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Anthropology Of, For, And With Design: A Philippine Perspective

Cajilig, Pamela; Maranan, Diego S.

The intersection of the fields of design and anthropology emerges as fertile ground for study as societies increasingly acknowledge the tremendous impact the objects we create for ourselves have on our lives. As anthropologists and ethnographers involved in running our own design research company in the Philippines, negotiating the alignments and contradictions between the two fields of knowledge is an essential component of our everyday research practice. This paper outlines different models of the relationships between design and anthropology as systems of knowledge and practice. We first extend a theoretical framework that distinguishes between anthropology of, anthropology for, and anthropology with design (Gunn and Donovan 2013): we maintain that anthropology with design underlies an approach increasingly used in commercial industries known as "design thinking", and describe the different ways by which knowledge is generated and mobilized in each of these relationships; we further describe how the artifacts of design can be seen to either materialize, shape, or probe culturally-mediated meanings, power relations, and values. We illustrate these concepts through client-commissioned projects that our organization has conducted in the Philippines. We next examine how and when these design-anthropology relationships are realized when working with clients. While anthropology with design will likely create better outcomes for our clients, larger clients must often settle for anthropology for design; we describe how we have negotiated these tensions and present our outcomes from our engagement with them. We end with a call for the development of a local prism through which practitioners in the field of design can further engage in critical reflection of the production of artifacts, particular those created with the intent of addressing social concerns. Specifically, we call for more localized conceptual frameworks of design that can be patterned (for instance) on India's notion of jugaad, and advance an increased engagement for anthropology with design across various sectors of Philippine society.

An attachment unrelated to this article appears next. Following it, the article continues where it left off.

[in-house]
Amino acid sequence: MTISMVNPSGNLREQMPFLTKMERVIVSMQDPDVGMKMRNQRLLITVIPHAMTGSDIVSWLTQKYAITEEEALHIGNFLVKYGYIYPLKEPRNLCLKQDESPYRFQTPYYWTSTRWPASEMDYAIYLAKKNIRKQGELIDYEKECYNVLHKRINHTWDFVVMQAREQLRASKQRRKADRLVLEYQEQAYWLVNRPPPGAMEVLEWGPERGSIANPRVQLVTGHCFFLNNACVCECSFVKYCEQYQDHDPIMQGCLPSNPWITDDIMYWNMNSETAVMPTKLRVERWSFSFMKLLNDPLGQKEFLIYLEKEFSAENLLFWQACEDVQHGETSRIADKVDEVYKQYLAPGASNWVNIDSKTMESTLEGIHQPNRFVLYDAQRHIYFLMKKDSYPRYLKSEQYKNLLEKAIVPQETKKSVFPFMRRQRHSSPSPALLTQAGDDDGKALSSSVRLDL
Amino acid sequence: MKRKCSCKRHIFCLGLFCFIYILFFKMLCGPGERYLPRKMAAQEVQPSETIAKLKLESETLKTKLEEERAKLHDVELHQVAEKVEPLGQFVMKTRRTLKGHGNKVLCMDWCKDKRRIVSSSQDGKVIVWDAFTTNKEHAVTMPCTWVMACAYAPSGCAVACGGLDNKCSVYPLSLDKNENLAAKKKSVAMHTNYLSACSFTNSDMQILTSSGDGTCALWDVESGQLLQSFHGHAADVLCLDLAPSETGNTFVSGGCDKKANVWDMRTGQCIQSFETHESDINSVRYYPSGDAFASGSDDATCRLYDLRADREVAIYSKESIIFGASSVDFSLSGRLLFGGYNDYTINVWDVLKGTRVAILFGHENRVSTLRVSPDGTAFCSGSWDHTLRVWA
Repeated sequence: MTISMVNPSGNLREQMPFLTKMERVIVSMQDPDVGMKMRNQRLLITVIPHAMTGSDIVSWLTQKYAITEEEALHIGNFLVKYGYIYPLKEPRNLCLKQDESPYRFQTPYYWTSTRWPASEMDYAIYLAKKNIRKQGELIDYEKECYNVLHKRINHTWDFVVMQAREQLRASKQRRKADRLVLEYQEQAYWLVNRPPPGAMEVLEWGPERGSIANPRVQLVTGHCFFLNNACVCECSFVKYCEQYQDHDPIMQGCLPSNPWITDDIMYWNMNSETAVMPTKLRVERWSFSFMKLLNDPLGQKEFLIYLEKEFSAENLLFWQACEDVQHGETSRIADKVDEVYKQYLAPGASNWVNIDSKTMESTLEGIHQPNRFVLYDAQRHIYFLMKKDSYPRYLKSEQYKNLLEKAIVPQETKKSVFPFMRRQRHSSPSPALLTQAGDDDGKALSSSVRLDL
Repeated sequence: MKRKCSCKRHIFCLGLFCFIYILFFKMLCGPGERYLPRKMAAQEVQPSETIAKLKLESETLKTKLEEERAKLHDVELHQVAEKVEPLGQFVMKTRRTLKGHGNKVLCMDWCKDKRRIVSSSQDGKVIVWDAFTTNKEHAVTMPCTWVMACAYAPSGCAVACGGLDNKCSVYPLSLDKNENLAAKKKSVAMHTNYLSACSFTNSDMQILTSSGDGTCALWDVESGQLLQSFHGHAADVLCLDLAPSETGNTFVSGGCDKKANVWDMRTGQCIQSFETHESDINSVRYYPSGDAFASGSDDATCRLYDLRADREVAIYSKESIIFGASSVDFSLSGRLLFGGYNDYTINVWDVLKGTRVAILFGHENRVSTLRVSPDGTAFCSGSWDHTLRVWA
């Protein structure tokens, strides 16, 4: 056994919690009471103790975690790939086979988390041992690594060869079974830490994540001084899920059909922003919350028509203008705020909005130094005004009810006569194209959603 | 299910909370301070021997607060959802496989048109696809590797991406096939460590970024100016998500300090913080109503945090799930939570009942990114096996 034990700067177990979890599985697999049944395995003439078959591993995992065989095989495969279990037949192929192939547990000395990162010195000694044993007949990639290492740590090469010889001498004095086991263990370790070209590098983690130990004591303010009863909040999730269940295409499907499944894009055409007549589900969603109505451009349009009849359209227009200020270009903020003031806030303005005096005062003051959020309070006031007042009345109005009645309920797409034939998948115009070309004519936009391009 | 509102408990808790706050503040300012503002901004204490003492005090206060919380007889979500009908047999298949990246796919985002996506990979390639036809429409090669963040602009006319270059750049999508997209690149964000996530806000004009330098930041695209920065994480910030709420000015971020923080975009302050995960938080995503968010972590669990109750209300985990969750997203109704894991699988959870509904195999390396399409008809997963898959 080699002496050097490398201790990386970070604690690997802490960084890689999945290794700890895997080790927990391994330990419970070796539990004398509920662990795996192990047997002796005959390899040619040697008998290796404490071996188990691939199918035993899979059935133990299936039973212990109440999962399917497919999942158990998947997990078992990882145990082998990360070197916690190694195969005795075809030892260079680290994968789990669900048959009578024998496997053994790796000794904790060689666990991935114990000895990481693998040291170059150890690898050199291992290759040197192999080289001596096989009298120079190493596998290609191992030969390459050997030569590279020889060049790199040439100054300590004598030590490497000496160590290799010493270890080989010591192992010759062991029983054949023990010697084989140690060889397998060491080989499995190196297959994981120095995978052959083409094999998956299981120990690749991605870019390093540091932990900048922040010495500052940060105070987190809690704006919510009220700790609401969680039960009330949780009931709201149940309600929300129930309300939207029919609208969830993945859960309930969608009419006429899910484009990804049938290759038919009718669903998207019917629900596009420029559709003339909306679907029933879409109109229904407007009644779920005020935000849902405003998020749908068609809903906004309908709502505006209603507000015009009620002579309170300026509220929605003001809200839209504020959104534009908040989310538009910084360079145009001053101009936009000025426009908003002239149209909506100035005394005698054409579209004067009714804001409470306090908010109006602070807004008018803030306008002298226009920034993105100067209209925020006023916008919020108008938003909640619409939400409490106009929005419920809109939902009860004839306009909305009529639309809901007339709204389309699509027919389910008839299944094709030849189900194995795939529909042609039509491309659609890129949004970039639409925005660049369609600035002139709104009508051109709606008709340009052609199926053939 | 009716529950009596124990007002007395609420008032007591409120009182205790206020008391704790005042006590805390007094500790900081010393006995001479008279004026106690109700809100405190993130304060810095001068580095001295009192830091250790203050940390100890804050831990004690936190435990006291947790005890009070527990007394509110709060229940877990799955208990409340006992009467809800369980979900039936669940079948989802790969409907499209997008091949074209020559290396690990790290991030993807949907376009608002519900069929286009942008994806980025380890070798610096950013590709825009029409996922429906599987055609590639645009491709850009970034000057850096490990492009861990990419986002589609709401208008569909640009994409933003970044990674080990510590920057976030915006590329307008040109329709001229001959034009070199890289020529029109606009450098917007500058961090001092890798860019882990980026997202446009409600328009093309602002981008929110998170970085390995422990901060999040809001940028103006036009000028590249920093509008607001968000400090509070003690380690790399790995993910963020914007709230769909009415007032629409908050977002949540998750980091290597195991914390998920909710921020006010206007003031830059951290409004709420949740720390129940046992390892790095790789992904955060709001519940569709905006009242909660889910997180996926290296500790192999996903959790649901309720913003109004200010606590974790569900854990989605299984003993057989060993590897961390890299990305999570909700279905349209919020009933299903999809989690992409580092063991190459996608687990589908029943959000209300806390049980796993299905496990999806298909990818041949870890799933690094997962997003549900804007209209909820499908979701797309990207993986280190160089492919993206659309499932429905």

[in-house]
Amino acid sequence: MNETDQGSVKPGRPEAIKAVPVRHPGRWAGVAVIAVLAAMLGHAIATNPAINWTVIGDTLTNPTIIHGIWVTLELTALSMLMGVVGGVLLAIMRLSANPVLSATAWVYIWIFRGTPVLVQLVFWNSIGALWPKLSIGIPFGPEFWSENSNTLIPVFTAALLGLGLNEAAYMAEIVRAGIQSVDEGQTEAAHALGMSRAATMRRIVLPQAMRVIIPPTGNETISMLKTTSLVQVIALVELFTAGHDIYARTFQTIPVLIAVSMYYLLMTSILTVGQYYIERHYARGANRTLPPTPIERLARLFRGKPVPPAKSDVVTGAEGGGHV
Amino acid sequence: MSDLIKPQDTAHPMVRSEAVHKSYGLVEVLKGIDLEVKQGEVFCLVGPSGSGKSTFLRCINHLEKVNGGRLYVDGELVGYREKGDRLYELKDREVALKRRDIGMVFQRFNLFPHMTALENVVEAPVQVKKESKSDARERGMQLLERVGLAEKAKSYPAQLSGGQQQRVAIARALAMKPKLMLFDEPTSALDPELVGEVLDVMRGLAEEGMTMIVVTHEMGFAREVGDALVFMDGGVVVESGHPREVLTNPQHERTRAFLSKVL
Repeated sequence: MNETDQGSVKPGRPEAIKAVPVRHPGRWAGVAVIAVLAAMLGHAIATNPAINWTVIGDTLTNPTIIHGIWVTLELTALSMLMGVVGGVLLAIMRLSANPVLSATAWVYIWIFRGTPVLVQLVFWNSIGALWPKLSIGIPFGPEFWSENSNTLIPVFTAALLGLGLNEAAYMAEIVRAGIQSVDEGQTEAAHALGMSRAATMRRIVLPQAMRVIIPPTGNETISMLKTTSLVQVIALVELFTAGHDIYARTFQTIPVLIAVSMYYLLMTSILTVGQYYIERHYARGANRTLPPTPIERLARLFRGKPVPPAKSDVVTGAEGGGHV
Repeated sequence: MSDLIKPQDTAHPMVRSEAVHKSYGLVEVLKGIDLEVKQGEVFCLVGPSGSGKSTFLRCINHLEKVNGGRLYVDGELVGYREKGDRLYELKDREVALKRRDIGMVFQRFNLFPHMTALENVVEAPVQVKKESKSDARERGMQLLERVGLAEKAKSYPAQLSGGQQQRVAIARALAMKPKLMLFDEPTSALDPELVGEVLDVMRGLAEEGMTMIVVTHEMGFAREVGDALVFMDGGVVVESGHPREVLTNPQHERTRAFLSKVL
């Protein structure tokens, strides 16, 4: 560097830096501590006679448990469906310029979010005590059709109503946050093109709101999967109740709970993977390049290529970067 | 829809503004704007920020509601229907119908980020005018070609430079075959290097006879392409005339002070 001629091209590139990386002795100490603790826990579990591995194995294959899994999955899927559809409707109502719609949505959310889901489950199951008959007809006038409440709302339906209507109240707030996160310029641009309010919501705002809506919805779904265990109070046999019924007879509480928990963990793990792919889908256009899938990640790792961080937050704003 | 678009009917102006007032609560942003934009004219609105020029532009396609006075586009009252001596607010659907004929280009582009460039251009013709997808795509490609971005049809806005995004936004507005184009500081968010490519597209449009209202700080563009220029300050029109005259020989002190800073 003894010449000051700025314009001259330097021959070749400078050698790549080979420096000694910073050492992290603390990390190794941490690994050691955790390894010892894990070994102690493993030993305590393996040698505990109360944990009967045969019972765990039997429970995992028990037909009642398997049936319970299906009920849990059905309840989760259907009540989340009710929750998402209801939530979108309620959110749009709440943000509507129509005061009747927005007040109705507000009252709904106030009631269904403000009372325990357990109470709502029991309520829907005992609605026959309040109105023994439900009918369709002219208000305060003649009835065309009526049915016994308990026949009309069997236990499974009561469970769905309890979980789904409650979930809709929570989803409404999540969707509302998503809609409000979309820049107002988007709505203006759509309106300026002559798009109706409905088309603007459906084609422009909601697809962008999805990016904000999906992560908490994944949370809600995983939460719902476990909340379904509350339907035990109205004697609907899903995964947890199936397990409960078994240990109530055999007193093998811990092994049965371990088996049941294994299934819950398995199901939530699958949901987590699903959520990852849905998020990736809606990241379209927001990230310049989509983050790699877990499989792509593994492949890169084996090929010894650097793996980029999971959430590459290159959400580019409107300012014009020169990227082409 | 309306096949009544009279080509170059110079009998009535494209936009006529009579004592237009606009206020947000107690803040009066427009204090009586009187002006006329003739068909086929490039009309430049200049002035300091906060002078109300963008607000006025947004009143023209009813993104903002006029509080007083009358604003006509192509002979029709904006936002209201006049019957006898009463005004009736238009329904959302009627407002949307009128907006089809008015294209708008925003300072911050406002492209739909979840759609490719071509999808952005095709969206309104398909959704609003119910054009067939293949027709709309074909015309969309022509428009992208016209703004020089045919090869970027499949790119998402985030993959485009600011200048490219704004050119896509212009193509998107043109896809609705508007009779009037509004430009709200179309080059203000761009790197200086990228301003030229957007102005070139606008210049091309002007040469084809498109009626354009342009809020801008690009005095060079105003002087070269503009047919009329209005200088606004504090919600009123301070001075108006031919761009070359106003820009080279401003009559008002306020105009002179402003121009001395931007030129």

This preprint version might differ from the final published paper, which will appear in AghamTao, Journal of the Ugnayang Pang-Aghamtao / Anthropological Association of the Philipppines (ISSN: 0118-4857), vol. 23, 2014. http://css.pssc.org.ph/viewcategory.php?groupid=6. Pamela Gloria Cajilig and Diego S. Maranan are co-founders of Curiosity Design Research, a research agency which uses design as platform for inspiration, solutions, and social change. In addition, Diego Maranan is Assistant Professor at the Faculty of Information and Communication Studies at the University of the Philippines Open University.
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